On one occasion, Aiyer arrived with papers in his hand and was left unsupervised. During another visit, Aiyer asked to see a copy of public information requests filed for copies of his reports. He was provided one copy of a report by the legal assistant to the HCC general counsel and never returned with the file. On a third trip to the general counsel's office, Aiyer reportedly asked for a staple remover and stapler.
The DA's office also said different fonts appeared on paperwork Aiyer said he retyped and filed on a typewriter at HCC.
"The allegation is he obtained these records and destroyed or removed them with the intent to defraud to harm," Goode said.
"A state jail felony is pretty serious for anybody. When you add on top of that that he is a licensed attorney and he is in an elected position, it's a very serious concern."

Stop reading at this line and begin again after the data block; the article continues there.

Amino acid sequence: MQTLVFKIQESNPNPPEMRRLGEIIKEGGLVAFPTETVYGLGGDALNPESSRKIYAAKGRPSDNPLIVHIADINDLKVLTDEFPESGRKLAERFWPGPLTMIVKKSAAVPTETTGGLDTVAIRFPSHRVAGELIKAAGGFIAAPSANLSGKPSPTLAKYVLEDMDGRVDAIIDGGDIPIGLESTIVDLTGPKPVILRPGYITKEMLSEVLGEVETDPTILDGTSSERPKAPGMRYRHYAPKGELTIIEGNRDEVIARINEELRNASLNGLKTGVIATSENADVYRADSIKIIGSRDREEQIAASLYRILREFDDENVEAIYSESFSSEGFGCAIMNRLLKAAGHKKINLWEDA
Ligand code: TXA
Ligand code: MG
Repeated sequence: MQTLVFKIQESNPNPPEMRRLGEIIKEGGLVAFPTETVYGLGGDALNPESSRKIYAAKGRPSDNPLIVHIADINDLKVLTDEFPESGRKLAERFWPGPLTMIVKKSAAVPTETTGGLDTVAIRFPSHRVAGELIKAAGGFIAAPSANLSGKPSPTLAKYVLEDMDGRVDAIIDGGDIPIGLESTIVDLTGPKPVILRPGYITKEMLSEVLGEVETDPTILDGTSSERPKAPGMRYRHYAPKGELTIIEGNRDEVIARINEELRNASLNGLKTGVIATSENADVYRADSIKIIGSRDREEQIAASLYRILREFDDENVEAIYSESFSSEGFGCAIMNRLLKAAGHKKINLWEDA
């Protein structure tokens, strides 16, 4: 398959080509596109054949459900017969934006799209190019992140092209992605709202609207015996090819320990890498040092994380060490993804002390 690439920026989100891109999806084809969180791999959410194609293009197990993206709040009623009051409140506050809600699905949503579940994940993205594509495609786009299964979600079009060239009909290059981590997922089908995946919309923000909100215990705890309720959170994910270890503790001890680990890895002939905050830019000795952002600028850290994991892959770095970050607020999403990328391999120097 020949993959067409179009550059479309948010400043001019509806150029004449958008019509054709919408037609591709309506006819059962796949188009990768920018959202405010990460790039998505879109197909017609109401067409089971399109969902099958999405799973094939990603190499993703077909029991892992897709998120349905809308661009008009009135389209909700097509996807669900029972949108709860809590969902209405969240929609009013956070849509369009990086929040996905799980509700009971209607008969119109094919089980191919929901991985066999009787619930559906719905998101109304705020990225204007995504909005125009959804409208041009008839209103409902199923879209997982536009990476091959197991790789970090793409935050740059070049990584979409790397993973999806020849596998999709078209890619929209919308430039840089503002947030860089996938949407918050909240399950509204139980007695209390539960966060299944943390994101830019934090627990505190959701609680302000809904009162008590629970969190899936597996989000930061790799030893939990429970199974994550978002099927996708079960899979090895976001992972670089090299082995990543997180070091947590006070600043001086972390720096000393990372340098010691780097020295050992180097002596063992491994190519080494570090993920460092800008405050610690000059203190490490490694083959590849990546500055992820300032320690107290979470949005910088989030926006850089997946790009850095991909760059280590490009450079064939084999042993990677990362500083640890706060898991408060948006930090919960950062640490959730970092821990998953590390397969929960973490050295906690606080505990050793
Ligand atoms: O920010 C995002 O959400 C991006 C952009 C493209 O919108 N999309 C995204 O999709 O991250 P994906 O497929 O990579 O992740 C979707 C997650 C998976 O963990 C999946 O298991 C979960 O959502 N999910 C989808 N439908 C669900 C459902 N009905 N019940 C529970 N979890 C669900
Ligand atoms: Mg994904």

Chronicle reporter Robert Crowe contributed to this report.
NOTE: This story is a follow-up to an earlier story by Kirsten Mack
By KRISTEN MACK - Copyright 2005 Houston Chronicle - Aug. 4, 2005
The race is for the City Council, but campaign-finance reports under scrutiny are for the Houston Community College System.
Two candidates for Council At-Large Position 2 are studying the reports hoping to find an issue against a third candidate, HCCS board member Jay Aiyer. Aiyer says there's nothing to find.
Candidate Sue Lovell says the reports show that Aiyer has attempted to hide expenditures out of his HCCS campaign account — including a loan repayment to himself, unreported payments to political consultants and unitemized credit-card payments.
"Anyone can file a complaint and allege that someone did something wrong," responded Aiyer. "In my case, it's not true. Her allegations are all factually incorrect."
Aiyer was appointed to fill a vacancy on the college system board of trustees in 2001 and was elected to a six-year term later that year without opposition. Though his spot isn't up again until 2007, he has kept a campaign war chest.
Under a city law passed just this year, Aiyer can transfer no more than $10,000 from that account to his city race. But that potential head start has Lovell and another opponent, John Elford, scrutinizing Aiyer's reports.